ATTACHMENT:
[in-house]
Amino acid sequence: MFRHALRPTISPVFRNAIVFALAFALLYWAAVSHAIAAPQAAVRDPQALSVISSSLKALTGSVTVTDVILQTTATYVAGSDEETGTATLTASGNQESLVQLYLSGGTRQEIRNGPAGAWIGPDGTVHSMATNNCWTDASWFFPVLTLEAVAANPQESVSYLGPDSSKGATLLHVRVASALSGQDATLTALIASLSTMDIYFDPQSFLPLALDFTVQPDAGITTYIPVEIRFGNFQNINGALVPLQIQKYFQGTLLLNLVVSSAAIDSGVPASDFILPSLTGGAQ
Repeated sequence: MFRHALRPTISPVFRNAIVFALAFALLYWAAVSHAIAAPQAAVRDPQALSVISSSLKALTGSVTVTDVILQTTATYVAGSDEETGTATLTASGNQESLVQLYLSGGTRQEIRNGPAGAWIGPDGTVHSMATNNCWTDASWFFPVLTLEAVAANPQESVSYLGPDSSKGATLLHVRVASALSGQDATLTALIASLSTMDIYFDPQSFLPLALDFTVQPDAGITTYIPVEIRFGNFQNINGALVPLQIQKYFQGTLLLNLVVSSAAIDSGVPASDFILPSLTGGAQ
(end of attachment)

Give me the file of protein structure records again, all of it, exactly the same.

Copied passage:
[in-house]
Amino acid sequence: MFRHALRPTISPVFRNAIVFALAFALLYWAAVSHAIAAPQAAVRDPQALSVISSSLKALTGSVTVTDVILQTTATYVAGSDEETGTATLTASGNQESLVQLYLSGGTRQEIRNGPAGAWIGPDGTVHSMATNNCWTDASWFFPVLTLEAVAANPQESVSYLGPDSSKGATLLHVRVASALSGQDATLTALIASLSTMDIYFDPQSFLPLALDFTVQPDAGITTYIPVEIRFGNFQNINGALVPLQIQKYFQGTLLLNLVVSSAAIDSGVPASDFILPSLTGGAQ
Repeated sequence: MFRHALRPTISPVFRNAIVFALAFALLYWAAVSHAIAAPQAAVRDPQALSVISSSLKALTGSVTVTDVILQTTATYVAGSDEETGTATLTASGNQESLVQLYLSGGTRQEIRNGPAGAWIGPDGTVHSMATNNCWTDASWFFPVLTLEAVAANPQESVSYLGPDSSKGATLLHVRVASALSGQDATLTALIASLSTMDIYFDPQSFLPLALDFTVQPDAGITTYIPVEIRFGNFQNINGALVPLQIQKYFQGTLLLNLVVSSAAIDSGVPASDFILPSLTGGAQ